Another of the printer’s features is also a bit of a disappointment: the in-built camera. If this is the main reason you’re choosing this printer over its rivals, you might want to think again. The low-resolution snapper can let you check on the status of your print remotely if you hook the Adventurer 4 up to WiFi, but it feels like a niche use-case; and for those hoping to create an Instagram-ready time-lapse of your prints, the picture quality is nowhere near good enough for that.

If you’re desperate to get a camera for your 3D printer, buy a cheaper one and use the leftover money to invest in a half-decent camera and tripod.

Adventurer 4 3D printer

The Adventurer 4's camera isn't the best (Image credit: Future)

But the printer isn’t all bad.

The included extractor fan and filter help to keep your printer odor-free (at the cost of being pretty darn loud) and the FlashPrint slicer that’s included on the memory stick is also pretty good, as far as slicers go.

Slicers are the programs used by 3D printers to turn 3D model files – typically saved as STL files – into something the printer can read. It literally slices the model up into layers that are fed into the Adventurer 4 one at a time. FlashPrint works well, and even includes quick set-up options for the Adventurer 4 printer so you can get started fairly quickly – but you might find you need to tweak some of the settings as some of our prints didn’t come out quite right when using the default options.

Last but not least, the Adventurer 4 is controlled via a 4.3-inch touchscreen situated on the front panel. This intuitive interface makes navigating the Adventurer 4’s menus a breeze.

  • Features score: 2/5 

Adventurer 4: Performance

  • Can make decent sized prints
  • Settings require some tweaking to get right
  • Can't handle steep overhangs

To put the FlashForge Adventurer 4 through its paces, we turned to some of our ol’ reliable benchmarks to see how well it can handle whatever you might want to throw at it.

Our two favorite benchmarks are the classic 3D Benchy boat and the All In One 3D Printer test. These two models should give us an overall impression of how capable the Adventurer 4 is with overhangs, spindly towers, and awkward geometry that can be a challenge to get right. We also began by using the printer’s and FlashForge’s default settings to see if you can plug in the Adventurer 4 and get printing or if you’ll need to tweak things before you have a usable machine.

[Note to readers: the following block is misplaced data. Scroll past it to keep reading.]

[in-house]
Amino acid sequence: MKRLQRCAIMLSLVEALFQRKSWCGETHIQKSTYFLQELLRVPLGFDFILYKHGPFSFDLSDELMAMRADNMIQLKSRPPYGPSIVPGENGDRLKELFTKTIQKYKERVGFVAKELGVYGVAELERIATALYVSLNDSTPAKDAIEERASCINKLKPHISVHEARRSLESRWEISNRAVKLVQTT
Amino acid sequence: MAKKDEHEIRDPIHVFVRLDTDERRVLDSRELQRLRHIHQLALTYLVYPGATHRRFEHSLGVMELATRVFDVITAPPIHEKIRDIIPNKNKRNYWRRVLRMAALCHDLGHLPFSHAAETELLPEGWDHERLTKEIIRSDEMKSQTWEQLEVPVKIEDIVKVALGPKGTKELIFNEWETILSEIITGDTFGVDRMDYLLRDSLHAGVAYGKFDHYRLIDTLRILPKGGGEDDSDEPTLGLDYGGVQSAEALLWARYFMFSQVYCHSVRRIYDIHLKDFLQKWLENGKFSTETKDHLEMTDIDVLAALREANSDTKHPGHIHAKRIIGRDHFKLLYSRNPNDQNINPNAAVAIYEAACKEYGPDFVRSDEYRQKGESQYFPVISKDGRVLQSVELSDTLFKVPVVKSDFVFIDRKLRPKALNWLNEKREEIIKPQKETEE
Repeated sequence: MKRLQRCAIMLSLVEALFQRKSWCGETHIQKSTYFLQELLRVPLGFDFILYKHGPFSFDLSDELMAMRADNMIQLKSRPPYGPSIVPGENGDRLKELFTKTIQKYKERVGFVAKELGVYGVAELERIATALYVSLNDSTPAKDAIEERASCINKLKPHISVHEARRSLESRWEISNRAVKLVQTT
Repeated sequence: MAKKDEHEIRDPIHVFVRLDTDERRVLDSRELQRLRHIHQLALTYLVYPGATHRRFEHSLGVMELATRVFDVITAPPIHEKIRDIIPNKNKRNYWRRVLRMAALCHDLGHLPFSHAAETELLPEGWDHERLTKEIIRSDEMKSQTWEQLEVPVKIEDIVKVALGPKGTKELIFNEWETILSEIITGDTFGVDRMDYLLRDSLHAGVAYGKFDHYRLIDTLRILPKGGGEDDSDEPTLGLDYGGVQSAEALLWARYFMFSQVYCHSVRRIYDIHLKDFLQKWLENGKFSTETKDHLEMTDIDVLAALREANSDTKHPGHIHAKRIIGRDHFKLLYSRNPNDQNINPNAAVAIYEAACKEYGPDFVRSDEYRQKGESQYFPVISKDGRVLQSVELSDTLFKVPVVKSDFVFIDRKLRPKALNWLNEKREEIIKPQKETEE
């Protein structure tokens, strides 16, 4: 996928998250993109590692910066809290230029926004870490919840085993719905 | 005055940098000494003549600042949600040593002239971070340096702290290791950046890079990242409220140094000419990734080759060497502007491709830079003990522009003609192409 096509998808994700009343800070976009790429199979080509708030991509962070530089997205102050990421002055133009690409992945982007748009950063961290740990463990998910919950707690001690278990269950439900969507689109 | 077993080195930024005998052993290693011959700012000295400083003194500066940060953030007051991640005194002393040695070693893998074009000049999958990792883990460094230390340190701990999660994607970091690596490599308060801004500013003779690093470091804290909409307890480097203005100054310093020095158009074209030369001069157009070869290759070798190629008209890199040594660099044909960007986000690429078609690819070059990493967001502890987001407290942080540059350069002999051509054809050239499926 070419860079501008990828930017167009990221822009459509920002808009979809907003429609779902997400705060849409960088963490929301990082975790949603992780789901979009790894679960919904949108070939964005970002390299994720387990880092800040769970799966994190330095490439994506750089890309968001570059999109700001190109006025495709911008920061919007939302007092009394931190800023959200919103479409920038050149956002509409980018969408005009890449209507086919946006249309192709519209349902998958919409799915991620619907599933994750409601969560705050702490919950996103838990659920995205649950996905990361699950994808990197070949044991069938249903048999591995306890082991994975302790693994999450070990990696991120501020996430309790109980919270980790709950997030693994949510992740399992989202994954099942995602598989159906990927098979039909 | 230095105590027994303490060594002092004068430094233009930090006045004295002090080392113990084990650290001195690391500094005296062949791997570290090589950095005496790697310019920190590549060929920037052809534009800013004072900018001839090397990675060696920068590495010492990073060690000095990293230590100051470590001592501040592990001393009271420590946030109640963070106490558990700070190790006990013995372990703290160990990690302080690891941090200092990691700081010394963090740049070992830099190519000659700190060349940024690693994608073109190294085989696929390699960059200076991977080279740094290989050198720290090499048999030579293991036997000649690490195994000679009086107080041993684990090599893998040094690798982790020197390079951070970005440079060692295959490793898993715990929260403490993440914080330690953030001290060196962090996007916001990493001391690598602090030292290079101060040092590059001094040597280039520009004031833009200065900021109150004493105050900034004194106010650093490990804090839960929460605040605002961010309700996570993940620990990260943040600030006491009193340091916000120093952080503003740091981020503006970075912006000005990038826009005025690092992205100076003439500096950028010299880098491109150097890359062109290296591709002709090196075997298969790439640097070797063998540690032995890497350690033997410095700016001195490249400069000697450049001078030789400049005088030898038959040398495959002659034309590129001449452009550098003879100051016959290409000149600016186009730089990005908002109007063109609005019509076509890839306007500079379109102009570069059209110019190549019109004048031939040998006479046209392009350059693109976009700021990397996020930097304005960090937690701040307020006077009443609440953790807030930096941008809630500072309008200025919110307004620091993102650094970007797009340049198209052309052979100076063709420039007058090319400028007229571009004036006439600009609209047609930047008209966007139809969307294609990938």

Both models generally looked good, but there were a few common issues we came across. 

First and foremost the models had layers that were quite noticeable. The boat in particular doesn’t look like one smooth object, but looks as though it has clearly been constructed by a 3D printer. Not what you want out of a 3D-printed model, as strange as that sounds. Additionally, the Adventurer 4 has a tough time with overhangs that are at a 50-degree angle or more. These sections of the prints were clearly deformed and would require a lot of work to clean up. On top of that, the base layers didn’t quite print correctly, and removing the models from the bed cleanly was impossible.

We found that tweaking the temperature settings solved the layering and bed adhesion issues, but our overhang concerns persisted.

You won’t be using your printer just to create benchmarks though. With that in mind, we used the Adventurer 4 to create a large bust of Spider-Man and a pen pot (which was actually one of the printer’s default models, but we thought it looked neat).

Adventurer 4 3D printer

The Adventurer 4's separate chamber for its plastic filament (Image credit: Future)

Once again, we faced similar issues to what we saw with the benchmarks. Spider-Man’s suit features were decently recreated, and the model looked to be more of a single piece than a mash of noticeable layers, but the overhanging parts were an absolute mess. The pen pot on the other hand, looked as cool as we’d hoped with its mesmerizing repeating isometric pattern being recreated perfectly.

Overhangs are generally more of a challenge for FDM as opposed to resin printers, but the Adventurer 4 seemed to fare particularly poorly in comparison to other printers that we’ve tested in this regard. 

  • Performance score: 3/5

Adventurer 4: Score card

Swipe to scroll horizontally
DesignThis printer may be big and bulky, but the case helps make it easier to maintain in a messy environment.4/5
FeaturesThe camera is neat but too low-res, and the lack of auto levelling is a major disappointment2/5
PerformanceThe print quality is fine, however overhangs were a major issue3/5
ValueThis printer is fine for the price but we've cheaper options with a better build quality3/5

Should I buy the Adventurer 4 3D Printer?

Buy this if… 

You have a messy workshop
If you plan to put this printer in a workshop that gets messy and dusty because of all your other tools, then this printer’s case should help to keep it relatively clean.

You need to remotely monitor prints
While being able to remotely monitor prints is a fairly niche need for hobbyist printers, this printer’s inbuilt camera will sort you out – even if it isn’t great.

Don’t buy this if… 

You’re short on space
This printer’s large case makes it excessively large compared to alternatives with the same build volume. If you don’t have a lot of space, then this printer won’t be for you.

You’re after something budget-friendly
This printer comes with a few bells and whistles, which means that its price has been bumped up to account for them. Considering we’re not a fan of some of these extras though, you won’t be missing much if you downgrade to a cheaper model. 

You want something quiet
The fan and filter on the Adventurer 4 may help keep odor to a minimum, but the noise they make is pretty darn loud. If you demand peace and quiet, this isn’t a good choice for you.

Hamish Hector
Senior Staff Writer, News

Hamish is a Senior Staff Writer for TechRadar and you’ll see his name appearing on articles across nearly every topic on the site from smart home deals to speaker reviews to graphics card news and everything in between. He uses his broad range of knowledge to help explain the latest gadgets and if they’re a must-buy or a fad fueled by hype. Though his specialty is writing about everything going on in the world of virtual reality and augmented reality.